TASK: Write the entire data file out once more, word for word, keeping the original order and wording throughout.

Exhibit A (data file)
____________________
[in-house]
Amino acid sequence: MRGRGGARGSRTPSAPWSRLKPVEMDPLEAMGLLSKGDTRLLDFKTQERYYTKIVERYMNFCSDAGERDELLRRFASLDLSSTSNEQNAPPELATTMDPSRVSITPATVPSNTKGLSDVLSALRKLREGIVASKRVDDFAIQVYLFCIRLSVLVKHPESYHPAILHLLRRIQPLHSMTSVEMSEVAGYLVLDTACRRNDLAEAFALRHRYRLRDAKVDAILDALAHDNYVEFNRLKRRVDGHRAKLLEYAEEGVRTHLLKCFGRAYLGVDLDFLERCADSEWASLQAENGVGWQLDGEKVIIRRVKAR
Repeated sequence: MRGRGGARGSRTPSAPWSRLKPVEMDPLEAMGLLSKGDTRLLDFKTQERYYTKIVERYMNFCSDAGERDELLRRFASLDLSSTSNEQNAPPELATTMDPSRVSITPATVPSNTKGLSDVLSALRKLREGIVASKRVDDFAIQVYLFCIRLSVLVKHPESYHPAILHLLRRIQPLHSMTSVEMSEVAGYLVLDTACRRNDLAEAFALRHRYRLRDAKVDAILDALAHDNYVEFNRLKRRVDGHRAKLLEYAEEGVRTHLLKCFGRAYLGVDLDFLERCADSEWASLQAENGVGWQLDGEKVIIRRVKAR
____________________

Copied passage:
[in-house]
Amino acid sequence: MRGRGGARGSRTPSAPWSRLKPVEMDPLEAMGLLSKGDTRLLDFKTQERYYTKIVERYMNFCSDAGERDELLRRFASLDLSSTSNEQNAPPELATTMDPSRVSITPATVPSNTKGLSDVLSALRKLREGIVASKRVDDFAIQVYLFCIRLSVLVKHPESYHPAILHLLRRIQPLHSMTSVEMSEVAGYLVLDTACRRNDLAEAFALRHRYRLRDAKVDAILDALAHDNYVEFNRLKRRVDGHRAKLLEYAEEGVRTHLLKCFGRAYLGVDLDFLERCADSEWASLQAENGVGWQLDGEKVIIRRVKAR
Repeated sequence: MRGRGGARGSRTPSAPWSRLKPVEMDPLEAMGLLSKGDTRLLDFKTQERYYTKIVERYMNFCSDAGERDELLRRFASLDLSSTSNEQNAPPELATTMDPSRVSITPATVPSNTKGLSDVLSALRKLREGIVASKRVDDFAIQVYLFCIRLSVLVKHPESYHPAILHLLRRIQPLHSMTSVEMSEVAGYLVLDTACRRNDLAEAFALRHRYRLRDAKVDAILDALAHDNYVEFNRLKRRVDGHRAKLLEYAEEGVRTHLLKCFGRAYLGVDLDFLERCADSEWASLQAENGVGWQLDGEKVIIRRVKAR